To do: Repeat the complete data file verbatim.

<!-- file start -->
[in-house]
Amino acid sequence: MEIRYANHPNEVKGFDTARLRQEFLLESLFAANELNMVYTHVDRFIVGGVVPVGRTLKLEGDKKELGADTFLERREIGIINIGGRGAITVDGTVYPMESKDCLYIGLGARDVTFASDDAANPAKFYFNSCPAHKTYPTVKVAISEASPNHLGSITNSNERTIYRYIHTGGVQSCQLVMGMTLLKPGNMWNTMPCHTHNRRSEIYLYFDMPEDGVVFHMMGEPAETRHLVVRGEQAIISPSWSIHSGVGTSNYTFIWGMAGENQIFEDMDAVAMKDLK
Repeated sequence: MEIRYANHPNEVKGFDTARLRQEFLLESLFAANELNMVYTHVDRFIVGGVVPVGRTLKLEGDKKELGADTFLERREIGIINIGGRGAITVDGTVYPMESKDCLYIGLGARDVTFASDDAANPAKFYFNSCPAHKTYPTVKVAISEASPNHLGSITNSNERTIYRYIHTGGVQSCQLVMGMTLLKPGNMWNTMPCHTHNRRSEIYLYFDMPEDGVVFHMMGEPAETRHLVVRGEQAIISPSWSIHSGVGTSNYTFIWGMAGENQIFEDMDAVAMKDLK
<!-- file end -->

[in-house]
Amino acid sequence: MEIRYANHPNEVKGFDTARLRQEFLLESLFAANELNMVYTHVDRFIVGGVVPVGRTLKLEGDKKELGADTFLERREIGIINIGGRGAITVDGTVYPMESKDCLYIGLGARDVTFASDDAANPAKFYFNSCPAHKTYPTVKVAISEASPNHLGSITNSNERTIYRYIHTGGVQSCQLVMGMTLLKPGNMWNTMPCHTHNRRSEIYLYFDMPEDGVVFHMMGEPAETRHLVVRGEQAIISPSWSIHSGVGTSNYTFIWGMAGENQIFEDMDAVAMKDLK
Repeated sequence: MEIRYANHPNEVKGFDTARLRQEFLLESLFAANELNMVYTHVDRFIVGGVVPVGRTLKLEGDKKELGADTFLERREIGIINIGGRGAITVDGTVYPMESKDCLYIGLGARDVTFASDDAANPAKFYFNSCPAHKTYPTVKVAISEASPNHLGSITNSNERTIYRYIHTGGVQSCQLVMGMTLLKPGNMWNTMPCHTHNRRSEIYLYFDMPEDGVVFHMMGEPAETRHLVVRGEQAIISPSWSIHSGVGTSNYTFIWGMAGENQIFEDMDAVAMKDLK